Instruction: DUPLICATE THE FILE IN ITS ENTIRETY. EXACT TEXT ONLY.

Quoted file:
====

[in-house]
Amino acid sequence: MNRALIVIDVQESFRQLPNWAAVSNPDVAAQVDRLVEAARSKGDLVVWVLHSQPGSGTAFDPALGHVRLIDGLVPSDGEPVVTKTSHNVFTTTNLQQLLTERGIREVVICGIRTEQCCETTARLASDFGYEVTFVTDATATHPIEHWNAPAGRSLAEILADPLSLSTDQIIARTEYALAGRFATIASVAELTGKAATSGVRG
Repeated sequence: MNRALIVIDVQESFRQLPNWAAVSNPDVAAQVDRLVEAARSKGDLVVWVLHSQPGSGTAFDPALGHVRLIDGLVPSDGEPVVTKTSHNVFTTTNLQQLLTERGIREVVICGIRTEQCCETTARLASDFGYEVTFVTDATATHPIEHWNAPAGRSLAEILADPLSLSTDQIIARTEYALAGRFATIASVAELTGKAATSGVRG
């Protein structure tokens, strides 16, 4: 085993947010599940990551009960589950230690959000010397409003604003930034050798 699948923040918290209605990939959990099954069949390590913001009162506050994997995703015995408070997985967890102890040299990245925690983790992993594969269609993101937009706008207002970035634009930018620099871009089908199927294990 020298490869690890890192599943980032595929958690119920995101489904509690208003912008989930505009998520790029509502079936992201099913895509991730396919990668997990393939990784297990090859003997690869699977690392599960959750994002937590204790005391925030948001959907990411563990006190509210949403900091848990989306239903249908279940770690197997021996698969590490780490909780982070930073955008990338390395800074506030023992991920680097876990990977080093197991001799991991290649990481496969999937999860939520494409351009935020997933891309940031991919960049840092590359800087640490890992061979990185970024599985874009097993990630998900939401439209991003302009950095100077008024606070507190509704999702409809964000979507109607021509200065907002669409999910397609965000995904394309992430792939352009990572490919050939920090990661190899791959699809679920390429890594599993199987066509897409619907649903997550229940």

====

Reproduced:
[in-house]
Amino acid sequence: MNRALIVIDVQESFRQLPNWAAVSNPDVAAQVDRLVEAARSKGDLVVWVLHSQPGSGTAFDPALGHVRLIDGLVPSDGEPVVTKTSHNVFTTTNLQQLLTERGIREVVICGIRTEQCCETTARLASDFGYEVTFVTDATATHPIEHWNAPAGRSLAEILADPLSLSTDQIIARTEYALAGRFATIASVAELTGKAATSGVRG
Repeated sequence: MNRALIVIDVQESFRQLPNWAAVSNPDVAAQVDRLVEAARSKGDLVVWVLHSQPGSGTAFDPALGHVRLIDGLVPSDGEPVVTKTSHNVFTTTNLQQLLTERGIREVVICGIRTEQCCETTARLASDFGYEVTFVTDATATHPIEHWNAPAGRSLAEILADPLSLSTDQIIARTEYALAGRFATIASVAELTGKAATSGVRG
């Protein structure tokens, strides 16, 4: 085993947010599940990551009960589950230690959000010397409003604003930034050798 699948923040918290209605990939959990099954069949390590913001009162506050994997995703015995408070997985967890102890040299990245925690983790992993594969269609993101937009706008207002970035634009930018620099871009089908199927294990 020298490869690890890192599943980032595929958690119920995101489904509690208003912008989930505009998520790029509502079936992201099913895509991730396919990668997990393939990784297990090859003997690869699977690392599960959750994002937590204790005391925030948001959907990411563990006190509210949403900091848990989306239903249908279940770690197997021996698969590490780490909780982070930073955008990338390395800074506030023992991920680097876990990977080093197991001799991991290649990481496969999937999860939520494409351009935020997933891309940031991919960049840092590359800087640490890992061979990185970024599985874009097993990630998900939401439209991003302009950095100077008024606070507190509704999702409809964000979507109607021509200065907002669409999910397609965000995904394309992430792939352009990572490919050939920090990661190899791959699809679920390429890594599993199987066509897409619907649903997550229940």